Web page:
The way of controlling that the agreement in the ICO between the Foundation or Company that is launching the cryptocurrency and the holder of the token is through a smart contract. This type of agreement is on software, programmed so that if a certain agreed-upon action occurs, then the answer is automatically executed.

Advantages of an ICO

The ICO offers various advantages, for both the Foundation or Company that is launching the operation, and the investors.

A first advantage for the Foundation or Company is that they obtain the money that it needs without losing the control of the business. With an ICO they aren’t dividing shares with an investor but are selling him a future service.

Further, an ICO makes it possible to immediately raise money that comes from any part of the world, in a deregulation scenario, because the ICO doesn’t have to face the enormous traditional bureaucratic red tape whose resolution takes months of delay.

ICOs have represented a real change in the financial sector because they have opened up investments to a part of the citizenship that has been on the sidelines by the traditional economic systems.

Differences between an ICO and an OPI

The ICO has points in common with the IPO and also with crowdfunding.

Before contributing your shares through an IPO, a business is obligated to comply with various requirements, from having minimum earnings up to a history with no outstanding conflicts. The OPI can take a long time to resolve problems, because of the complexities of the legal procedures that surround this operation. Another of the requirements for a business in an IPO is the presentation of a brochure that contains precise information about the current state of this business, to help the investors in making their decisions. Working with lawyers and banks is essential in this process.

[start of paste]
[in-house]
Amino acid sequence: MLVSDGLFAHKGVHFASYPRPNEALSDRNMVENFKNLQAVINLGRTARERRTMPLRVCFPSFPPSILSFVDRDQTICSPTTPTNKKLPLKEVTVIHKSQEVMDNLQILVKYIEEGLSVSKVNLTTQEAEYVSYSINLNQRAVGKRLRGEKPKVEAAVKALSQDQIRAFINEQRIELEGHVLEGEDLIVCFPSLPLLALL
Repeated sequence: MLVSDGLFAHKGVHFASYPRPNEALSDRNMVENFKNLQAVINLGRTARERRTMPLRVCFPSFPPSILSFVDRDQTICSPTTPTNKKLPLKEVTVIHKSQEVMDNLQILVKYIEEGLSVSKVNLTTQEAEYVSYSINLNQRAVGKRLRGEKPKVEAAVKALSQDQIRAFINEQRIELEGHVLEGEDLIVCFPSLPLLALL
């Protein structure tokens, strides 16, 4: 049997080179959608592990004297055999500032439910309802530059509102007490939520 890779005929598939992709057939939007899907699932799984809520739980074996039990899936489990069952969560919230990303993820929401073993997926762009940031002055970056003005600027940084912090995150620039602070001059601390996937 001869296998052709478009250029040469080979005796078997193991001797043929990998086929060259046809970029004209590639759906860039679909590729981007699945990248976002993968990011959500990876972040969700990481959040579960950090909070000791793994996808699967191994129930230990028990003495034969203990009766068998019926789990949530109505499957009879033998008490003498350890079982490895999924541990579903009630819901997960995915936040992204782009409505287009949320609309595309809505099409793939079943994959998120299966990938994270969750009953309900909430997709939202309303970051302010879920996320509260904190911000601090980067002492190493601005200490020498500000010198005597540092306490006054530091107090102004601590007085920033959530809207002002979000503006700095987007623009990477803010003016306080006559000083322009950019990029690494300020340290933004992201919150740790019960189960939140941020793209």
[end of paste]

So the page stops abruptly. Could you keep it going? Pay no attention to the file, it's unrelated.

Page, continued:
Since ICOs aren’t attached to any regulatory framework or legal protocol, the process is much faster. Unlike the OPI brochure, the “White Book” of the ICO has no standard format.

In an ICO, you only need Internet access for it to be possible to obtain tokens for any project, in any part of the world.

It can seem that IPO s are safer; however, these businesses can actually go bankrupt and the investment made will disappear; meanwhile, when facing an investment, it can be much more profitable and with less bureaucracy.

In regard to crowdfunding, there are also differences. In the ICO, the primary motivation of the investors is a possible return on their investments, whereas with funds collected in collection campaigns are essentially considered donations.

What is a DAO?

At the time of investing in an ICO, the person doesn’t obtain rights over the offshore Foundation or company that is behind the ICO; nonetheless, on occasion some projects are established as a Decentralized Autonomous Organization (DAO) and, in these cases, those who have tokens obtained the power of decision over the future of the project.

The DAO usually comply after the ICO. This organization makes it possible for those who have invested in tokens determine how the money collected during the ICO will be used. These determinations are reached through a system of proposals and votes by those who have access to the token holders.